Battered by “worst-ever” financial crisis since independence, Sri Lanka’s President Gotabaya Rajapaksa has talked to the international financial institutions including the International Monetary Fund (IMF) and other countries on loan repayment.
In a special address to the nation on Wednesday night, President Rajapaksa said that talks have been started with IMF to find a way to pay off annual loan instalments and sovereign bonds.
“Subsequent to my discussions with the IMF, I have decided to work with them after examining the advantages and disadvantages,” the President said in the address which was telecast on all television stations in the country. Going to the IMF was a complete reversal from his government’s earlier stance.
In his speech President Rajapaksa vowed to take “tough” decisions to solve the inconveniences faced by people and said that a National Economic Council and an Advisory Committee have been appointed find ways to overcome the financial crisis.
South Asian island-nation’s debt ridden economy suffers with a severe food, fuel, power, transportation and medicine shortages with long queues at fuel stations, gas stations and hours of daily power cuts.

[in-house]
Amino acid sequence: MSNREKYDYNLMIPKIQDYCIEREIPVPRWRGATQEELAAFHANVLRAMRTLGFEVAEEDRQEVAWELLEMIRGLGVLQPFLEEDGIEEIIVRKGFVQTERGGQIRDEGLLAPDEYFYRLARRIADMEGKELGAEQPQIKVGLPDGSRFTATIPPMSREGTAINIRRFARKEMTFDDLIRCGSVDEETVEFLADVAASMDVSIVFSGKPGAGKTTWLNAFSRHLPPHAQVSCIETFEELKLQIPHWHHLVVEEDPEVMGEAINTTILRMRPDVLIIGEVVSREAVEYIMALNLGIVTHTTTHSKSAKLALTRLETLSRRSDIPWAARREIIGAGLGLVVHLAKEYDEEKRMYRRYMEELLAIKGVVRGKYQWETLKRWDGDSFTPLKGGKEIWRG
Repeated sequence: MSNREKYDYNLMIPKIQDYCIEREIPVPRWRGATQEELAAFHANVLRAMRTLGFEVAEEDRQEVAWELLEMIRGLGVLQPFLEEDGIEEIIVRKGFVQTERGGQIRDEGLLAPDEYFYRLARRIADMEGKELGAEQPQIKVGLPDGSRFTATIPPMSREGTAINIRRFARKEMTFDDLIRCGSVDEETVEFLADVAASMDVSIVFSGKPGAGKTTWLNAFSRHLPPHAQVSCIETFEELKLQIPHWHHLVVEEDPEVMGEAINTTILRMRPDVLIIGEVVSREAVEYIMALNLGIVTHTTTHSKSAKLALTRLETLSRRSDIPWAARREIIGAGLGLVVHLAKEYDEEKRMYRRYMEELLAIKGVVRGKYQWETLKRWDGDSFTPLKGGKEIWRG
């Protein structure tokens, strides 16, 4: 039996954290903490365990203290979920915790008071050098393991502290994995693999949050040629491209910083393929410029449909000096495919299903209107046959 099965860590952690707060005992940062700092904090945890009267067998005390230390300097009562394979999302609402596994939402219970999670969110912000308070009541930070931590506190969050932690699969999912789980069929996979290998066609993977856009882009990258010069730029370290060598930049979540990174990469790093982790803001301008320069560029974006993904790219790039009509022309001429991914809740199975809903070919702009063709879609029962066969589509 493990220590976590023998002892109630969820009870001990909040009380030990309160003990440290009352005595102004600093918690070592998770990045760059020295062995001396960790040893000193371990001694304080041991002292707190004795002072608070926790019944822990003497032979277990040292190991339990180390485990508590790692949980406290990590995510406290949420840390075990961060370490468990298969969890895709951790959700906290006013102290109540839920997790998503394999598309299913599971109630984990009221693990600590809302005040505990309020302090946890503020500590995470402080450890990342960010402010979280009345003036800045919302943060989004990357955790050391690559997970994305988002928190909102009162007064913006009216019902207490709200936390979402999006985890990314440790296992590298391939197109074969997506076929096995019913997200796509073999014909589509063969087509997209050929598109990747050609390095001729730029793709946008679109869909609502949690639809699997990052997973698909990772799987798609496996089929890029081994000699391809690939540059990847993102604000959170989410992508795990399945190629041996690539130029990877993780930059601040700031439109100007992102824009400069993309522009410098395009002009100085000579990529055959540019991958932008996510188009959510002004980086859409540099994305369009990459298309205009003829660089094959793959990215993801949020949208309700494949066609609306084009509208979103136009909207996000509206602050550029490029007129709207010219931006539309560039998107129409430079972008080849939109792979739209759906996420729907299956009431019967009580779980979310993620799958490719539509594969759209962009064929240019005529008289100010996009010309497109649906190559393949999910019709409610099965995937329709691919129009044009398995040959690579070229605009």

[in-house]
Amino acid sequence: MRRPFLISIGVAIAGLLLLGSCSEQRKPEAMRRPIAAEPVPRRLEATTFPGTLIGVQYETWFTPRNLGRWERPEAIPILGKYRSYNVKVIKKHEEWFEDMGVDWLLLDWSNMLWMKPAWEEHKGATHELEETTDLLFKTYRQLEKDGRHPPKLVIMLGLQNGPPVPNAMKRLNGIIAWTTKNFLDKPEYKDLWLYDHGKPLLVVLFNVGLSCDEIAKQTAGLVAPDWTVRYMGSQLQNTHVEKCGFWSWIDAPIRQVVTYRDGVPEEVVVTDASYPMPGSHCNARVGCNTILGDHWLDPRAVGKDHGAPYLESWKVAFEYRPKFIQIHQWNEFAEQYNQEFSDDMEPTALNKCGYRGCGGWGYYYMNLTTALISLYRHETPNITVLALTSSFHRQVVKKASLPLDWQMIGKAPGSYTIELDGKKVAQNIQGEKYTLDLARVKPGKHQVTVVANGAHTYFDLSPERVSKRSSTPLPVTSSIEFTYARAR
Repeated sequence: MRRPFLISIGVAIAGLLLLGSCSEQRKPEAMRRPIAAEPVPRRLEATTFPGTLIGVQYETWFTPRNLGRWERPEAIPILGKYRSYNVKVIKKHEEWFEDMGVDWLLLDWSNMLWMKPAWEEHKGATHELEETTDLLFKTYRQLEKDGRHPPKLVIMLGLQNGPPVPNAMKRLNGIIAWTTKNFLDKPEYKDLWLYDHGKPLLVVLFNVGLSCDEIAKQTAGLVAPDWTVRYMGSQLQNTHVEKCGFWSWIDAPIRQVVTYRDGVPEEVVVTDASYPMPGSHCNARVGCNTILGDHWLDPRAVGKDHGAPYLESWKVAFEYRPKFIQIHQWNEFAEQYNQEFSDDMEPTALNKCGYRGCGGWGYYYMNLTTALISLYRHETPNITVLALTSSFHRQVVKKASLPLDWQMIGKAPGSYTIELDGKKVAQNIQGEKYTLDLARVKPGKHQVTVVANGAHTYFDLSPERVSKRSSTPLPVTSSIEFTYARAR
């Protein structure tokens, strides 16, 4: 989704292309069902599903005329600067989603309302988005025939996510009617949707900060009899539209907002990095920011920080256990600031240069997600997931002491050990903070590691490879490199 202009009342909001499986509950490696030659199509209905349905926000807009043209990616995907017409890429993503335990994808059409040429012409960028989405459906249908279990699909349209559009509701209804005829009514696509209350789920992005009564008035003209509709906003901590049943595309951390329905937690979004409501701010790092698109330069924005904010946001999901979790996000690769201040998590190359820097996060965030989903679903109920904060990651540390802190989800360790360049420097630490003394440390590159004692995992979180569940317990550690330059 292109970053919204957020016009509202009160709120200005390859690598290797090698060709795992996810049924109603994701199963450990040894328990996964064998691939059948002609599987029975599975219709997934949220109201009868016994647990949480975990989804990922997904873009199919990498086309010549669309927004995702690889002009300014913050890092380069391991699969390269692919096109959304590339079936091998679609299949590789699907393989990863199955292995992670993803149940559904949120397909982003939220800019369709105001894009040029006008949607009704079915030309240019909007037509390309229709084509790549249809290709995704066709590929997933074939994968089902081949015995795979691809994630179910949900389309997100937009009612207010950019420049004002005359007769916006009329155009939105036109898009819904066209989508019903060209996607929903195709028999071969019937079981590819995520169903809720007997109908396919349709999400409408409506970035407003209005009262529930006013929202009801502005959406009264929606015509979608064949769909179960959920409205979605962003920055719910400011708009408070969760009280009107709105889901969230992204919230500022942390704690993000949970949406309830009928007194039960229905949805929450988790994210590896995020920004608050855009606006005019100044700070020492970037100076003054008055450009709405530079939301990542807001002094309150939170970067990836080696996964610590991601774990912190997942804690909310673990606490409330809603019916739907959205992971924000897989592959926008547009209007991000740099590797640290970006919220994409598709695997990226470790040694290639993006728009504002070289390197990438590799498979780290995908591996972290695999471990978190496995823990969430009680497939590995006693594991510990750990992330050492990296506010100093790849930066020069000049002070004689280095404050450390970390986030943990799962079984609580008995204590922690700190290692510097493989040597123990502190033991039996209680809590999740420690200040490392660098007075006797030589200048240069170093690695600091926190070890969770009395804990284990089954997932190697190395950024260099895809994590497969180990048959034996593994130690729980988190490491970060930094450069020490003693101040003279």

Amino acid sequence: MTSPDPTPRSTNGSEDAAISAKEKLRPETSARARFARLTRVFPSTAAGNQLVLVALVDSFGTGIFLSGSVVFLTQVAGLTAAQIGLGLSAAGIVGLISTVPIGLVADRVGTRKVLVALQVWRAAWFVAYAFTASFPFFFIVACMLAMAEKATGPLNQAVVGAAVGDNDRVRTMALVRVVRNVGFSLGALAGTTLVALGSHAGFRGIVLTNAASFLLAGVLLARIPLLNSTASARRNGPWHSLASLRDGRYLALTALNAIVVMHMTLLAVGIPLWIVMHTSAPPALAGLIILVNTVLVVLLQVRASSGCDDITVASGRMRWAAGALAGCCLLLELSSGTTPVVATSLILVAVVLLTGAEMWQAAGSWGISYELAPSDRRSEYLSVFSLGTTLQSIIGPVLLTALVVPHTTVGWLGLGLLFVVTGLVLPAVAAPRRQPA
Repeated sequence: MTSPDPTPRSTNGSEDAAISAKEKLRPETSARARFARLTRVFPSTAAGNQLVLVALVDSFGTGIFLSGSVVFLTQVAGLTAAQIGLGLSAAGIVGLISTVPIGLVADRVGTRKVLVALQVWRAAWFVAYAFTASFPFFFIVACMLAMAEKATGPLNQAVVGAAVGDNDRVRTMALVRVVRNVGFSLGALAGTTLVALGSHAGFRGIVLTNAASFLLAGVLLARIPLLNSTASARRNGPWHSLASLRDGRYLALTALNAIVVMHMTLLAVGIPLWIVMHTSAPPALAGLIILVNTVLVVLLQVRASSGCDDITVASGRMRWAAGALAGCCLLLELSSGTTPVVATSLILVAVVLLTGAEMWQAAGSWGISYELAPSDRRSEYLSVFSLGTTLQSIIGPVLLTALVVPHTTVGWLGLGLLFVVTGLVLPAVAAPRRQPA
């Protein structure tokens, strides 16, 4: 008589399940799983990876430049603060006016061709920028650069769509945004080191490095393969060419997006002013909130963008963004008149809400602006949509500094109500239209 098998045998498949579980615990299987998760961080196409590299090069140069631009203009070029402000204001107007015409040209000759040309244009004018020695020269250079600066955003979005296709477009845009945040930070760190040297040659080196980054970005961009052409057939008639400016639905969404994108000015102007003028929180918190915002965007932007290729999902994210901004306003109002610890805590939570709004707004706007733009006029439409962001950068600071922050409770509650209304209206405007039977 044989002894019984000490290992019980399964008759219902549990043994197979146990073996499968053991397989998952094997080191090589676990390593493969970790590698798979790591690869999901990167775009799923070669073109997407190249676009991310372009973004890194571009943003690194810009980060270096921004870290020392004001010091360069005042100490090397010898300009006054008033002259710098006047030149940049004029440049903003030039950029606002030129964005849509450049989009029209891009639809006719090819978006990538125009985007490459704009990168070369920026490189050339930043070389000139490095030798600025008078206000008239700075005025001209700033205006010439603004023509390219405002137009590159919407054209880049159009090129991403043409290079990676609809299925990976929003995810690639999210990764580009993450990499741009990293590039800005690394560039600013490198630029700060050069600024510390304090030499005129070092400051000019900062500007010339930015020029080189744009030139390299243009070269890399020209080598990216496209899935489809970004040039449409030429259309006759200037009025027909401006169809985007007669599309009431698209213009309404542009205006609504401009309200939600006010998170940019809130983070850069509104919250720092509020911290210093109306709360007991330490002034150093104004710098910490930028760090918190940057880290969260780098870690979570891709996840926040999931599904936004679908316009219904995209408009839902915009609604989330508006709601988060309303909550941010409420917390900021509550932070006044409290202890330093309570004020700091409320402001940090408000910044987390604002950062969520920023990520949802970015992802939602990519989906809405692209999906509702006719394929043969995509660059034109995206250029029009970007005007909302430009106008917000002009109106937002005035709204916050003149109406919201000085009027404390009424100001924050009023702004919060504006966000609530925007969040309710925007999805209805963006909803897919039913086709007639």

Started with the Easter Sunday bombing in 2019 followed by the Covid-19 pandemic, Sri Lanka is currently facing a sever foreign exchange crisis with foreign reserves fell to $ 2.36 billion as of January.
To save foreign currencies, the government last week blocked the importation of over 360 non-essential imports including milk products, fruits, fish footwear and wine. This was in addition to the ban imposed on motor vehicles which India is a major stakeholder and other items such as mobile phones, ceramic items since March 2021.
In 2022 the country has to pay $6.9 billion in loan instalments and sovereign bonds.
President Rajapaksa addressed the nation on the day when his brother and Finance Minister, Basil Rajapaka is on a visit to India met India’s Prime Minister Narenda Modi with plans to obtain $1 billion emergency financial assistance to get essentials such as food, medicines and fuel. Basil Rajapaksa also met with India’s Foreign Secretary, Harsh Vardhan Shringla in New Delhi.
Since the crisis, India has helped Sri Lanka with a $400 million RBI currency swap, $500 million loan deferment and another $500 million Line of Credit for fuel imports.